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Session:         Page of 592

me has been shown all over the world, won all kinds of awards. She's now teaching at NYU and is working on another film. The first film she did, she did it with videotape, was on Earl Dotter -- on Bread and Roses. She offered to do it very cheap, with a fellow who worked with her on the Louis Hine thing. It was originally to be on Earl Dotter, and on his exhibition. Then she's decided that it should be on Earl Dotter and the southern textile workers, and that she wanted to go south to Roanoke Rapids, to shoot there. What started out to be a cheap 7,000 dollar thing that I got funded, was jumping over the cost to 11,000, 12,000 dollars. You know, I can manage it but I was always being careful. When she finished it and she showed it to us I asked Johnny Schultz to come, because it was not good. So I asked Johnny, “Come and tell her what she has to do to it.” So she reworked it. I still have it. It's not very very good but she did it. She was then a student at NYU under George Stoney, and she learned. She is now -- did you ever see this Louis Hine documentary? Powerful. Powerful thing, because it treats the life.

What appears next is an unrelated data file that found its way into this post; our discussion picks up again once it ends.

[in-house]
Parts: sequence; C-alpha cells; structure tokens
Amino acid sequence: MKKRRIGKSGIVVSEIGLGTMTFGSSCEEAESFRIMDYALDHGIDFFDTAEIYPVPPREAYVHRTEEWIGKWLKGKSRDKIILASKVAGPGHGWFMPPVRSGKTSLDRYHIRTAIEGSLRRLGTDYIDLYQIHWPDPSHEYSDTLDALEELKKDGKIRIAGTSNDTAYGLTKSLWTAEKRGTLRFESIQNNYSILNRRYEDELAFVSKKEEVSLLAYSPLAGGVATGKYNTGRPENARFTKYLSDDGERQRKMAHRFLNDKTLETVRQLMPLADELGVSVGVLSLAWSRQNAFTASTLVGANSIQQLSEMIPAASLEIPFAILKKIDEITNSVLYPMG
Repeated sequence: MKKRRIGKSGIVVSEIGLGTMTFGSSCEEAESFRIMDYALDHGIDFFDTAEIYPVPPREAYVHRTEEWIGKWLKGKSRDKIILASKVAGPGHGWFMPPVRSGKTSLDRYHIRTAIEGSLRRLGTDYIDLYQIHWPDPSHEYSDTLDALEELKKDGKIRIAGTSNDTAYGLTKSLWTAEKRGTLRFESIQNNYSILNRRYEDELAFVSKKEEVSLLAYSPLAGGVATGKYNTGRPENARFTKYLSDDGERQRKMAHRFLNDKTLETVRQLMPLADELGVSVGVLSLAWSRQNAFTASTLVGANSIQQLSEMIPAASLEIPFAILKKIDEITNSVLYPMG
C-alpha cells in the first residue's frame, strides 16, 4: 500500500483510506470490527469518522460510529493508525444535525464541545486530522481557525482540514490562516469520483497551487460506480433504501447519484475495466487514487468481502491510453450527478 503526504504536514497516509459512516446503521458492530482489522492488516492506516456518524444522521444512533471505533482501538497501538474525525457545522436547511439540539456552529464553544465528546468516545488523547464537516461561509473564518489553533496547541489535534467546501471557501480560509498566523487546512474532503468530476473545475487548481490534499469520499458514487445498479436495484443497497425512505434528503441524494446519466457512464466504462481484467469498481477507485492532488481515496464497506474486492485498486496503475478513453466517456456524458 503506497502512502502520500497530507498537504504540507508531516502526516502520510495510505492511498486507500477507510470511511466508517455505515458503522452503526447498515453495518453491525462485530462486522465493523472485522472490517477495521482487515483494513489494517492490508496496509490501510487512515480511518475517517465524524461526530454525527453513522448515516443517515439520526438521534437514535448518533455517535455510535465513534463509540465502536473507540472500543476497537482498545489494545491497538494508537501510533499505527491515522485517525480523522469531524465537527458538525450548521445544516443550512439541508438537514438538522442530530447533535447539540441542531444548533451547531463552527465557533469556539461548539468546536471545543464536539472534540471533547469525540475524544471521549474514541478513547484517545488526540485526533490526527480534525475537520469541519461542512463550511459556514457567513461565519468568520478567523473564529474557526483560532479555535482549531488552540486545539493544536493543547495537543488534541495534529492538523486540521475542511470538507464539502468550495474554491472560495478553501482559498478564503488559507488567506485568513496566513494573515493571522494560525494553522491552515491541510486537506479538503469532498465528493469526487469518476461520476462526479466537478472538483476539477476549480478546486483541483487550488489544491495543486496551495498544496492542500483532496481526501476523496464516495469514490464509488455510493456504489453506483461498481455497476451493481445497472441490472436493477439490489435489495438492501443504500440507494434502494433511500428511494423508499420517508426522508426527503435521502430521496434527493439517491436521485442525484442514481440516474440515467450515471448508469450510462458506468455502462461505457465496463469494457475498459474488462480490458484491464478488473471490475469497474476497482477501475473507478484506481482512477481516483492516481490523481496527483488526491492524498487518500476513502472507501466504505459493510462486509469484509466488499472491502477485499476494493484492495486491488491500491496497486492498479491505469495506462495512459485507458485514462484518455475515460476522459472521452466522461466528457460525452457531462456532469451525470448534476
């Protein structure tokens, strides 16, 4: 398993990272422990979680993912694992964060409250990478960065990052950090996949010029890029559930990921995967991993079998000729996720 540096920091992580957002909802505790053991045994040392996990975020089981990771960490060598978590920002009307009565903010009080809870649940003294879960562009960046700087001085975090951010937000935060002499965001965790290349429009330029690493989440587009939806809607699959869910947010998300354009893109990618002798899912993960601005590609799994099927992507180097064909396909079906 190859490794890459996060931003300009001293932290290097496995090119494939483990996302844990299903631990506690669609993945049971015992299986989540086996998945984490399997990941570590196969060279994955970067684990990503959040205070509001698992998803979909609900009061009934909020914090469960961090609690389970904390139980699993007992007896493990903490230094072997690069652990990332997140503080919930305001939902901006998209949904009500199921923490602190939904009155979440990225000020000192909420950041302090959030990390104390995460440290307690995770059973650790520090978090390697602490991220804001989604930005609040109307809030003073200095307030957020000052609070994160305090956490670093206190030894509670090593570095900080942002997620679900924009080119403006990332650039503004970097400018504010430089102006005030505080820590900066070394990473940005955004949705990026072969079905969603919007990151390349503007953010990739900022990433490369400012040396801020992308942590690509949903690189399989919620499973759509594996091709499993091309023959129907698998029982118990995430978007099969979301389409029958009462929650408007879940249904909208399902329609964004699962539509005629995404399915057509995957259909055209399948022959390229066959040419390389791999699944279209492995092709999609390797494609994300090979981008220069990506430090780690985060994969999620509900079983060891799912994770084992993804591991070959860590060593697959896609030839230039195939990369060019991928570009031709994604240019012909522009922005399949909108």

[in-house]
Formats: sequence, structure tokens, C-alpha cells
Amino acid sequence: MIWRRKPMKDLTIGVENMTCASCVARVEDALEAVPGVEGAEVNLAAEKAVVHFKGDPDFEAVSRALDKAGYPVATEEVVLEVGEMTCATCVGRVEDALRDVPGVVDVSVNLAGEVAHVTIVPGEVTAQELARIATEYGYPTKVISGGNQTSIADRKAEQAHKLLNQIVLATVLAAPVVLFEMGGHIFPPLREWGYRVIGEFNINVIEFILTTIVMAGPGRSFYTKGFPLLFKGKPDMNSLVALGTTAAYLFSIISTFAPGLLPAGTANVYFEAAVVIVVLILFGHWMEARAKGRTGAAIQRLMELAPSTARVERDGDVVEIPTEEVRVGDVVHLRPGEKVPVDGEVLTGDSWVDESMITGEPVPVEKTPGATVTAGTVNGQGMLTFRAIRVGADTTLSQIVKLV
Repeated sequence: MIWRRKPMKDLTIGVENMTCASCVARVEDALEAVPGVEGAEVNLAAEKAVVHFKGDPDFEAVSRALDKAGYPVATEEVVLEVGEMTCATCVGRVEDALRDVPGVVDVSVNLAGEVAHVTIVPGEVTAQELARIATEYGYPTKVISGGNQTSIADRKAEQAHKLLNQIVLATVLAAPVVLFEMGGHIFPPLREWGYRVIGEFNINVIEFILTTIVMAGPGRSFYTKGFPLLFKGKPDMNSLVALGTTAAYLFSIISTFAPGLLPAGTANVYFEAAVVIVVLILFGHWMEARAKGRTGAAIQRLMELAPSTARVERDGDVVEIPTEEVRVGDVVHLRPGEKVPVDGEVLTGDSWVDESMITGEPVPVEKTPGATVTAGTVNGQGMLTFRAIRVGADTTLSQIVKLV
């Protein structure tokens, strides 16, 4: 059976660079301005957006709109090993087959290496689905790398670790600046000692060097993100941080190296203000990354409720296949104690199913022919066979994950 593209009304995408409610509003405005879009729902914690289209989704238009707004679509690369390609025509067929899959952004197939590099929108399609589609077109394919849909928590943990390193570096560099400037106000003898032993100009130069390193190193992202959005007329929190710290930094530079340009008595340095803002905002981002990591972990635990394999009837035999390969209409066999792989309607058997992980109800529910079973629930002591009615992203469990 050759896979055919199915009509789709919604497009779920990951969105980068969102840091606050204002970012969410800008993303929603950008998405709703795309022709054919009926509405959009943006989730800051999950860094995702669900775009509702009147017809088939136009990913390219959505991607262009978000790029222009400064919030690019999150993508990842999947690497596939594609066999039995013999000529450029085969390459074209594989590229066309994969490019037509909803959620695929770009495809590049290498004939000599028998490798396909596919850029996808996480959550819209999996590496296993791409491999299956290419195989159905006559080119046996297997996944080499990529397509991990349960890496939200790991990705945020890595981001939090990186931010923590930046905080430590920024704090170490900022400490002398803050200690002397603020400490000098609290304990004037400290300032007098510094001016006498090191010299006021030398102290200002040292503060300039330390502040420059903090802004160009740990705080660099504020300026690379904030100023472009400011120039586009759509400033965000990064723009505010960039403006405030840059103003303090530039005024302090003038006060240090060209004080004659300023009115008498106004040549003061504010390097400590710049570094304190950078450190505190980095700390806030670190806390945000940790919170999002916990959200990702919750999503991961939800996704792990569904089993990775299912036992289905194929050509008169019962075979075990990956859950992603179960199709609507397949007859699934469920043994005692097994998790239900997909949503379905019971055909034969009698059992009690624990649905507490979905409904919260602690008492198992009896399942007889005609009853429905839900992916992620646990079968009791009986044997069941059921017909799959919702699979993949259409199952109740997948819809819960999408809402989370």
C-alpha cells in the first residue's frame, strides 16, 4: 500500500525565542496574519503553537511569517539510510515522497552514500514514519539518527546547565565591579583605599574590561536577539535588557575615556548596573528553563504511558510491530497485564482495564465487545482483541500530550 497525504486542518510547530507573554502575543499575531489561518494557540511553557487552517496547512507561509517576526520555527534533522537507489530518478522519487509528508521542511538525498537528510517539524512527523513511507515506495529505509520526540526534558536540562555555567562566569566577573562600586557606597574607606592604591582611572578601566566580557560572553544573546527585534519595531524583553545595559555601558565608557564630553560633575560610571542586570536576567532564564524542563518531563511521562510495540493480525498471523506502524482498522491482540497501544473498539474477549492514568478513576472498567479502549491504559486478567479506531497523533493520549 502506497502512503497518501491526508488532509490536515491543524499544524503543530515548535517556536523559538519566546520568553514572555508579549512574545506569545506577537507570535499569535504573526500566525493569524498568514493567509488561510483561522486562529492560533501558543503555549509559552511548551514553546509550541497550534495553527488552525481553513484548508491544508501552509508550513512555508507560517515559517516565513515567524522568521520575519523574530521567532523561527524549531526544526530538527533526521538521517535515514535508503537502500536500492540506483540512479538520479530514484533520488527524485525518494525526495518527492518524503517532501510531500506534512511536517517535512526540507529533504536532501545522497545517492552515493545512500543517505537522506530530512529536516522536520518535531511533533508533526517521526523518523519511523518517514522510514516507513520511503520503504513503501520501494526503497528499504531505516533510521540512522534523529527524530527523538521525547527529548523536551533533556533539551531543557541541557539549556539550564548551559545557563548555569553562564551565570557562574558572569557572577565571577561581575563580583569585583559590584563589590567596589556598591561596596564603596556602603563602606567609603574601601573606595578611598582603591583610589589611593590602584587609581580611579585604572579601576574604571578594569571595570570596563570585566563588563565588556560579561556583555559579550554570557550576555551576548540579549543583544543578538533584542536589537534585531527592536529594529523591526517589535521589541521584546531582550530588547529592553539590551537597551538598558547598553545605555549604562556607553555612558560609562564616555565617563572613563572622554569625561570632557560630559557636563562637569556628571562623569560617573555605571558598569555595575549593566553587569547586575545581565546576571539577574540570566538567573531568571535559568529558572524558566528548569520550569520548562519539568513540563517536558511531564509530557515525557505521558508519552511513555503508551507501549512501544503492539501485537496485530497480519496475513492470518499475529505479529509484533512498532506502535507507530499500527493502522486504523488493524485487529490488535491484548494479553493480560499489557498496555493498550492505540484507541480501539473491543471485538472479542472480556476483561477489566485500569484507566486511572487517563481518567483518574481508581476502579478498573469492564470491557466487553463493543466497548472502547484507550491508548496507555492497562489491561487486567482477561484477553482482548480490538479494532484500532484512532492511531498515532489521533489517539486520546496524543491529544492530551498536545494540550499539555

See Walter Rosenblum was in the Film and Photo League in the 1930s. Walter is a very very gifted photographer, and a good teacher. Walter told me to get Earl Dotter, and I got to Earl that way. In that portfolio, Walter wrote the thing on what he calls. “Dotter: The Louis Hine of Our Generation.”

Q:

Dotter then was working on the staff of the Mine Workers Journal, right?

Foner:

On the Mine Workers Journal he was sort of freelancing, and he came and he did an exhibition at 1199 before Bread and Roses. We planned an exhibition on “In Mine and Mill,” a portrait of southern textile workers. No, he did an exhibition on miners before that. Before that it was miners, and then I had the idea of -- he's a very modest person, but he wanted a portfolio. I said, “Okay I'll get you a portfolio, I'll get it funded.” I said, “We ought to include the miners. We'll call it “In Mine and Mill.”

Q:

So we've covered Bread and Roses!

Foner:

I think we've covered Bread and Roses. From now on it's all downhill. [laughs] Uphill, downhill. All right?

Q:

All right.

Foner:

Okay.

[END OF SESSION]



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